E-rate was created under President Bill Clinton, part of the sweeping Telecommunications Act of 1996. That legislation established the Universal Service Fund, a pool of money collected through a fee on long-distance phone service and then used to “help communities across the country secure access to affordable telecommunications services,” according to the Universal Service Administrative Company (USAC) website. The idea was to prevent low-income communities and nonprofit educational institutions from being left behind in the Internet revolution.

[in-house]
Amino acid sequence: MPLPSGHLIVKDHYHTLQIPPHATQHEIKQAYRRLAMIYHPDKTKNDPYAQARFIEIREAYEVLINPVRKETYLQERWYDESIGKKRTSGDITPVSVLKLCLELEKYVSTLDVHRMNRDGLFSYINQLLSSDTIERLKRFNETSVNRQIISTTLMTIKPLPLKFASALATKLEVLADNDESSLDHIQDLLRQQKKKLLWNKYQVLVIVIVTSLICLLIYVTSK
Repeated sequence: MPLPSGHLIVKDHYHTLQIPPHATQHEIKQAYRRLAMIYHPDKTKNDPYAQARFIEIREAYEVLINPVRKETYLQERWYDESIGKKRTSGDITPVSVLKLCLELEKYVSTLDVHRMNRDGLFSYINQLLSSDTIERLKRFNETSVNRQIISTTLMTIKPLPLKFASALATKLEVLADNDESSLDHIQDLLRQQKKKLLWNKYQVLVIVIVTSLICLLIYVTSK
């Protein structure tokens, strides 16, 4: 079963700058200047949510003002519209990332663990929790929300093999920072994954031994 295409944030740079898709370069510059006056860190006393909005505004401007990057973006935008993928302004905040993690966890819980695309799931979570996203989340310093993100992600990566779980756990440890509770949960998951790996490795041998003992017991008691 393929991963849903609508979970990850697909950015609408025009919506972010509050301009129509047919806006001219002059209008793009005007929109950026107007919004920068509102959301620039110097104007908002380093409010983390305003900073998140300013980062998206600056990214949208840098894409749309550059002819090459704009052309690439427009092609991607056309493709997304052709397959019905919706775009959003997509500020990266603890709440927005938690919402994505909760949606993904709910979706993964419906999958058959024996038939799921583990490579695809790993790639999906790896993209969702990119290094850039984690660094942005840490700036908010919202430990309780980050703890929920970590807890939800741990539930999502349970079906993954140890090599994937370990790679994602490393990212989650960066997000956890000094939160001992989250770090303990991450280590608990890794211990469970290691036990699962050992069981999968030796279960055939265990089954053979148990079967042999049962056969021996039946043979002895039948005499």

Technology and telecom expenses are notoriously confusing, and it can be difficult to gauge how much is reasonable for schools to spend. Not helping matters, most people The Jewish Week interviewed who have been involved in E-rate, were reluctant to offer even ballpark figures for tech expenses.